After deciding that social work was not for her, Gillian ‘fell into’ property, joining Regus shortly after university. Although the serviced office space was growing fast, Gillian eventually looked for a career in a sector less vulnerable to change, which led her to work in the purpose-built student accommodation (PBSA) space. Here, in roles that included managing Glasgow’s first PBSA block, she saw its benefits for young people, as well as a new way of working in property. The synergy between PBSA and Build to Rent was one of reasons for her being approached by Rettie & Co, where Gillian is now Director of BTR Services.
Have you ever struggled to progress in your career?
I think everyone feels that they struggle at some point. In my case, it wasn’t gender that was the biggest blocker to progressing in property (although it had a part to play), but socioeconomic background. When you’re younger, career problems can feel like the end of the world – I’ve learned that you gain perspective with age.
Have you felt that being a woman has given you an advantage in the industry?
Yes, it gives me lots of advantages. It’s my superpower! I’ve always suffered from ‘impostor syndrome’ but then I realised that what I saw as my negatives were in fact superpowers, because I think about and see things differently. I come from a background where it’s not normal for people to own their own home, go to university or develop and progress. And although that’s where my impostor syndrome comes from, it’s ultimately been a benefit.
Given the industry’s gender gap in leadership, how did you reach your level of success?
It’s not a big issue from the perspective of my career. In the more service-oriented subsections of the private rented sector, such as PBSA, social housing and Build to Rent, there is still a gender imbalance in top management, but there are far more female middle managers. On the whole, I think there’s a positive story to be told about the gender balance in this industry.
What needs to change to inform the next generation of female leaders about the industry and the roles available to them? Do we need more support for women at school level to understand the opportunity?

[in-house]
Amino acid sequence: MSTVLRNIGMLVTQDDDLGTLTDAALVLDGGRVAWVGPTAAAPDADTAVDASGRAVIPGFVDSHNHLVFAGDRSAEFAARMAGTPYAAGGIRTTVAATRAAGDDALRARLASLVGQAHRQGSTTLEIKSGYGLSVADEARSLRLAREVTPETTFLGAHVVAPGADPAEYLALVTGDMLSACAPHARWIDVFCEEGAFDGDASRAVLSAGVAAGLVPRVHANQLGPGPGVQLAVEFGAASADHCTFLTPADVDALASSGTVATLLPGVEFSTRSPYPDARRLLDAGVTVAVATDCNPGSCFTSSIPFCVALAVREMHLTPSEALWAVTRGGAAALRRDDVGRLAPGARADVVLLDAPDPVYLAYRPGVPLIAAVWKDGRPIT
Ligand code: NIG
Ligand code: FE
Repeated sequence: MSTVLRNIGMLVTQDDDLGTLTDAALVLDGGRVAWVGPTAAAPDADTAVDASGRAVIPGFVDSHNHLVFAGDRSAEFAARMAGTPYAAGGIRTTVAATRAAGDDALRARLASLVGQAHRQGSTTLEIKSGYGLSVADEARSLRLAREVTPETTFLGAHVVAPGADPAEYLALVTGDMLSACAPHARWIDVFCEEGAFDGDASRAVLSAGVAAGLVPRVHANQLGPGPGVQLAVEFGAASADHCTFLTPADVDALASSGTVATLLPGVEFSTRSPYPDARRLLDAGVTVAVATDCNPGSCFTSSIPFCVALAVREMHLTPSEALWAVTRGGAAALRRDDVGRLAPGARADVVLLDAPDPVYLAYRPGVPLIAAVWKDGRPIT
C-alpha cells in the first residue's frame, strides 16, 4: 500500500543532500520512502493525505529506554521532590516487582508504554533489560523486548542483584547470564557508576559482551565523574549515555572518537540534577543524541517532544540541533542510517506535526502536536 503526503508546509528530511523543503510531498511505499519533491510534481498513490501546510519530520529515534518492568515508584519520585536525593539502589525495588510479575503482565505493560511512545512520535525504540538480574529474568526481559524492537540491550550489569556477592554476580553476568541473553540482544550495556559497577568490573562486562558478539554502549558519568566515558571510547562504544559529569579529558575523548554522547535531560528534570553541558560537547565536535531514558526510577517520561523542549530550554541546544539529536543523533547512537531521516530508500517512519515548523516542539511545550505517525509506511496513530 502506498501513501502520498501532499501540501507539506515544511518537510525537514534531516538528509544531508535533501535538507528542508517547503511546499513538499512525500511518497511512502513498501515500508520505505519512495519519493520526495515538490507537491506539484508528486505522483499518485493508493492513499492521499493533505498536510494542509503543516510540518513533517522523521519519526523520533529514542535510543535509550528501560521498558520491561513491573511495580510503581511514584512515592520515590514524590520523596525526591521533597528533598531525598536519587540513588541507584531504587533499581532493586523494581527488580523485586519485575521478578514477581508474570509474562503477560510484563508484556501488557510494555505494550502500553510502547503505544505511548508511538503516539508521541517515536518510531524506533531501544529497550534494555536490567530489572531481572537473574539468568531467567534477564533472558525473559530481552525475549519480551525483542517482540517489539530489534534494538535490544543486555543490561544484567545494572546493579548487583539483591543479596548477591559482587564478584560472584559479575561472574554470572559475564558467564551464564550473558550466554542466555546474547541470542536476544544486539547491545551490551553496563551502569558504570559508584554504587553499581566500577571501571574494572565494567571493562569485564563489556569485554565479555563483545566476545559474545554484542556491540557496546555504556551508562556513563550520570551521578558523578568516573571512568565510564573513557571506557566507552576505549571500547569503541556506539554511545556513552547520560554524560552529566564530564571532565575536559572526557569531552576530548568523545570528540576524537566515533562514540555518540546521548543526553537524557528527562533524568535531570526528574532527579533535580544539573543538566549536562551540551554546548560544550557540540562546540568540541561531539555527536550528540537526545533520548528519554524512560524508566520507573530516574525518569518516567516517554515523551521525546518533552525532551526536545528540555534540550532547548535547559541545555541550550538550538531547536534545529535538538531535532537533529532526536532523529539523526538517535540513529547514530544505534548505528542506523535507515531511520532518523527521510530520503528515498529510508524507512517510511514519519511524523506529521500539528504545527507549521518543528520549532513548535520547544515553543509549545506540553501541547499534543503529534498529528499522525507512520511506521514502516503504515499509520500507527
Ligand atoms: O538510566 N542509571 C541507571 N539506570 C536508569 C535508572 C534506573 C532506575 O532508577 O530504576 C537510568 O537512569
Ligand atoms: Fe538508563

I’m not a fan of positive discrimination. I would like to think I’m here because of my abilities, not my gender. However, there are ways to make things better. For example, you can’t be what you can’t see, so it’s important we have more visible champions of diversity in our sector. We also need to give female middle managers the confidence to apply for bigger roles. One issue is that men tend to be much better at self-promotion, so we should tailor interview questions to account for that, focusing on the truth of people’s abilities and career specifics rather than asking big open questions.
We need to make it easier for women to build a career while being a parent or carer. And we should engage male leaders to help them understand and deal with unconscious bias. As for support at school level, we need to show people from all backgrounds that there are many different roles in property, not just the obvious headline-grabbing jobs, but careers that use our feminine superpowers.
What does the future look like for women in property and what advice would you give the next generation of female leaders joining the industry?
We’re at an exciting crossroads for women in the sector, with new career paths emerging as it matures and develops. I’d advise women joining the industry to be confident, don’t hide your superpowers or let short-term barriers keep you from your long-term goals. If you’re passionate and you stick at it, you’ll make it work. And if you haven’t had opportunities in your upbringing, I’d say always remember that you are good enough. I’d recommend the book ‘The Boy, the Mole, the Fox and the Horse’ as a great story about the importance of being true to yourself.
Who inspired you/are your role models and who do you admire in the industry?
I’ve been inspired by people who want to make the world a better place through homes. I can think of many role models: Lesley Roberts, UKAA president, who has helped to champion this sector; Melanie Leech, CEO of the British Property Foundation; and Jane Wood, CEO Homes for Scotland, another woman’s voice at a high level. Two women I want to be when I grow up (!) are Jane Crouch, my first director at Watkin Jones, who was at the forefront of this sector’s growth, and Hazel Sharp, who first convinced me to move to work in Build to Rent.